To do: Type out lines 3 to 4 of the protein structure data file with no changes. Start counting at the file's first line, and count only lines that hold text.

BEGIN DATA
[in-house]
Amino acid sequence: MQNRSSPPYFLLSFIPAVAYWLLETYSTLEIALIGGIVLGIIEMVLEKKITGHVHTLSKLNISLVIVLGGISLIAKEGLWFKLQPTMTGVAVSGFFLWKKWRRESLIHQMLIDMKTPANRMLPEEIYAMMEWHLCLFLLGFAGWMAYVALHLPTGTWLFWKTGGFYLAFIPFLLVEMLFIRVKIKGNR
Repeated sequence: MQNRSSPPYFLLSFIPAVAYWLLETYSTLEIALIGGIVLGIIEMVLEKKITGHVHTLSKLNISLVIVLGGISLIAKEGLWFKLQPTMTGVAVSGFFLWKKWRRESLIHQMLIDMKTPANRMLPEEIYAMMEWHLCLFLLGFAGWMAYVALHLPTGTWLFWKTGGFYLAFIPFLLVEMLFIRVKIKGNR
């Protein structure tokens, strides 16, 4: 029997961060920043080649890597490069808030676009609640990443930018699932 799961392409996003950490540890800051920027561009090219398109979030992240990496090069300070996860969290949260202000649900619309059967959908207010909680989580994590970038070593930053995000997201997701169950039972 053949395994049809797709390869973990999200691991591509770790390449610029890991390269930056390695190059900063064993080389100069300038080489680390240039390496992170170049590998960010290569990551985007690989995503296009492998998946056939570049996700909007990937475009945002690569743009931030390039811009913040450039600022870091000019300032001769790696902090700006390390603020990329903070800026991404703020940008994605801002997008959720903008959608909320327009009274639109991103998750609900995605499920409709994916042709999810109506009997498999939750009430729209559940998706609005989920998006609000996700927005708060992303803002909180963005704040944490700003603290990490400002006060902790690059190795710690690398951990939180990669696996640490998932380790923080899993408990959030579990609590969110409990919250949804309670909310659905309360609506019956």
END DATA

Repeated sequence: MQNRSSPPYFLLSFIPAVAYWLLETYSTLEIALIGGIVLGIIEMVLEKKITGHVHTLSKLNISLVIVLGGISLIAKEGLWFKLQPTMTGVAVSGFFLWKKWRRESLIHQMLIDMKTPANRMLPEEIYAMMEWHLCLFLLGFAGWMAYVALHLPTGTWLFWKTGGFYLAFIPFLLVEMLFIRVKIKGNR
């Protein structure tokens, strides 16, 4: 029997961060920043080649890597490069808030676009609640990443930018699932 799961392409996003950490540890800051920027561009090219398109979030992240990496090069300070996860969290949260202000649900619309059967959908207010909680989580994590970038070593930053995000997201997701169950039972 053949395994049809797709390869973990999200691991591509770790390449610029890991390269930056390695190059900063064993080389100069300038080489680390240039390496992170170049590998960010290569990551985007690989995503296009492998998946056939570049996700909007990937475009945002690569743009931030390039811009913040450039600022870091000019300032001769790696902090700006390390603020990329903070800026991404703020940008994605801002997008959720903008959608909320327009009274639109991103998750609900995605499920409709994916042709999810109506009997498999939750009430729209559940998706609005989920998006609000996700927005708060992303803002909180963005704040944490700003603290990490400002006060902790690059190795710690690398951990939180990669696996640490998932380790923080899993408990959030579990609590969110409990919250949804309670909310659905309360609506019956």